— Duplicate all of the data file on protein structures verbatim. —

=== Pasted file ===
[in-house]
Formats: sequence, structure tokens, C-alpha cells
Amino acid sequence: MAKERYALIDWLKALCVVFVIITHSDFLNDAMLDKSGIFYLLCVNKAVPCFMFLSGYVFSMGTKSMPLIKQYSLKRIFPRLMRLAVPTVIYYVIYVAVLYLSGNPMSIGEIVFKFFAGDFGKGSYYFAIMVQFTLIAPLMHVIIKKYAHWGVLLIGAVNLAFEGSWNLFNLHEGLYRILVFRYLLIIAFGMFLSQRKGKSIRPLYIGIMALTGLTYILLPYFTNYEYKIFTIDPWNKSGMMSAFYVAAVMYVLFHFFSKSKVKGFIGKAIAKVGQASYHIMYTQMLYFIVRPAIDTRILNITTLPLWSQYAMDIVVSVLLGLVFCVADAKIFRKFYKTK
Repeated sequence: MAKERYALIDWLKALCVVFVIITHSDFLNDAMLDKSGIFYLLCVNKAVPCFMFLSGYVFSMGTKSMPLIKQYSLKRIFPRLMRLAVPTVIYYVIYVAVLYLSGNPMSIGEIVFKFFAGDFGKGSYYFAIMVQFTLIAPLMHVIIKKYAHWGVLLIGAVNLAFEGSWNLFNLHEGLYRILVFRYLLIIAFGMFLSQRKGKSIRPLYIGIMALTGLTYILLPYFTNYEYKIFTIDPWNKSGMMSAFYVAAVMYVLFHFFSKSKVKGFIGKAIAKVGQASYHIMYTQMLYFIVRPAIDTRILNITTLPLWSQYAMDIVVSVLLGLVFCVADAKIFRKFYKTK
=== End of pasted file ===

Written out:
[in-house]
Formats: sequence, structure tokens, C-alpha cells
Amino acid sequence: MAKERYALIDWLKALCVVFVIITHSDFLNDAMLDKSGIFYLLCVNKAVPCFMFLSGYVFSMGTKSMPLIKQYSLKRIFPRLMRLAVPTVIYYVIYVAVLYLSGNPMSIGEIVFKFFAGDFGKGSYYFAIMVQFTLIAPLMHVIIKKYAHWGVLLIGAVNLAFEGSWNLFNLHEGLYRILVFRYLLIIAFGMFLSQRKGKSIRPLYIGIMALTGLTYILLPYFTNYEYKIFTIDPWNKSGMMSAFYVAAVMYVLFHFFSKSKVKGFIGKAIAKVGQASYHIMYTQMLYFIVRPAIDTRILNITTLPLWSQYAMDIVVSVLLGLVFCVADAKIFRKFYKTK
Repeated sequence: MAKERYALIDWLKALCVVFVIITHSDFLNDAMLDKSGIFYLLCVNKAVPCFMFLSGYVFSMGTKSMPLIKQYSLKRIFPRLMRLAVPTVIYYVIYVAVLYLSGNPMSIGEIVFKFFAGDFGKGSYYFAIMVQFTLIAPLMHVIIKKYAHWGVLLIGAVNLAFEGSWNLFNLHEGLYRILVFRYLLIIAFGMFLSQRKGKSIRPLYIGIMALTGLTYILLPYFTNYEYKIFTIDPWNKSGMMSAFYVAAVMYVLFHFFSKSKVKGFIGKAIAKVGQASYHIMYTQMLYFIVRPAIDTRILNITTLPLWSQYAMDIVVSVLLGLVFCVADAKIFRKFYKTK